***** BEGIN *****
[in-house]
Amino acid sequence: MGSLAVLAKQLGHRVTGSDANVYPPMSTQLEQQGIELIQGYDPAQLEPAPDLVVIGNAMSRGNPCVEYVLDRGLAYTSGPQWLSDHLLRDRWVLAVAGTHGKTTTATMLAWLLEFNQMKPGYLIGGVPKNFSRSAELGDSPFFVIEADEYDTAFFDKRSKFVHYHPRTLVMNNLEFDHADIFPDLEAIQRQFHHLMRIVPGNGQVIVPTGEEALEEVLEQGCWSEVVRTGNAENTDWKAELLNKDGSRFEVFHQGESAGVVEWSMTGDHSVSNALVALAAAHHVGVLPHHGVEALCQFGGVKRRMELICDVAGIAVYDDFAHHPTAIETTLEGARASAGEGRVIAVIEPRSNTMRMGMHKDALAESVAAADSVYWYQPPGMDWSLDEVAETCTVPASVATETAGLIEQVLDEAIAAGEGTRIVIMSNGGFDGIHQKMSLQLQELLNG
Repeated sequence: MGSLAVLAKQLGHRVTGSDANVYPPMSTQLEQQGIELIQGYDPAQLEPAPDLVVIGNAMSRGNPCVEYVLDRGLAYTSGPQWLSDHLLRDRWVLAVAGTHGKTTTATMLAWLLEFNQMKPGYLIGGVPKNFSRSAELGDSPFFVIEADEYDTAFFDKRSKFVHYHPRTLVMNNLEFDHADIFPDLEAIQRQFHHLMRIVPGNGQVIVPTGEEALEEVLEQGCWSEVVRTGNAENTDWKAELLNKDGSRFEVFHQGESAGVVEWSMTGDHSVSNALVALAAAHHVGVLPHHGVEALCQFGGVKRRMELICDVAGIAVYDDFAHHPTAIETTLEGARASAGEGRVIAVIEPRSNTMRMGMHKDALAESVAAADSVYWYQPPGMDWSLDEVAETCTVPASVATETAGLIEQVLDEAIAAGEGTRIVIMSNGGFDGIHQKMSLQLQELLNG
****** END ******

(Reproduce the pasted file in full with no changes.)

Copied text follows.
[in-house]
Amino acid sequence: MGSLAVLAKQLGHRVTGSDANVYPPMSTQLEQQGIELIQGYDPAQLEPAPDLVVIGNAMSRGNPCVEYVLDRGLAYTSGPQWLSDHLLRDRWVLAVAGTHGKTTTATMLAWLLEFNQMKPGYLIGGVPKNFSRSAELGDSPFFVIEADEYDTAFFDKRSKFVHYHPRTLVMNNLEFDHADIFPDLEAIQRQFHHLMRIVPGNGQVIVPTGEEALEEVLEQGCWSEVVRTGNAENTDWKAELLNKDGSRFEVFHQGESAGVVEWSMTGDHSVSNALVALAAAHHVGVLPHHGVEALCQFGGVKRRMELICDVAGIAVYDDFAHHPTAIETTLEGARASAGEGRVIAVIEPRSNTMRMGMHKDALAESVAAADSVYWYQPPGMDWSLDEVAETCTVPASVATETAGLIEQVLDEAIAAGEGTRIVIMSNGGFDGIHQKMSLQLQELLNG
Repeated sequence: MGSLAVLAKQLGHRVTGSDANVYPPMSTQLEQQGIELIQGYDPAQLEPAPDLVVIGNAMSRGNPCVEYVLDRGLAYTSGPQWLSDHLLRDRWVLAVAGTHGKTTTATMLAWLLEFNQMKPGYLIGGVPKNFSRSAELGDSPFFVIEADEYDTAFFDKRSKFVHYHPRTLVMNNLEFDHADIFPDLEAIQRQFHHLMRIVPGNGQVIVPTGEEALEEVLEQGCWSEVVRTGNAENTDWKAELLNKDGSRFEVFHQGESAGVVEWSMTGDHSVSNALVALAAAHHVGVLPHHGVEALCQFGGVKRRMELICDVAGIAVYDDFAHHPTAIETTLEGARASAGEGRVIAVIEPRSNTMRMGMHKDALAESVAAADSVYWYQPPGMDWSLDEVAETCTVPASVATETAGLIEQVLDEAIAAGEGTRIVIMSNGGFDGIHQKMSLQLQELLNG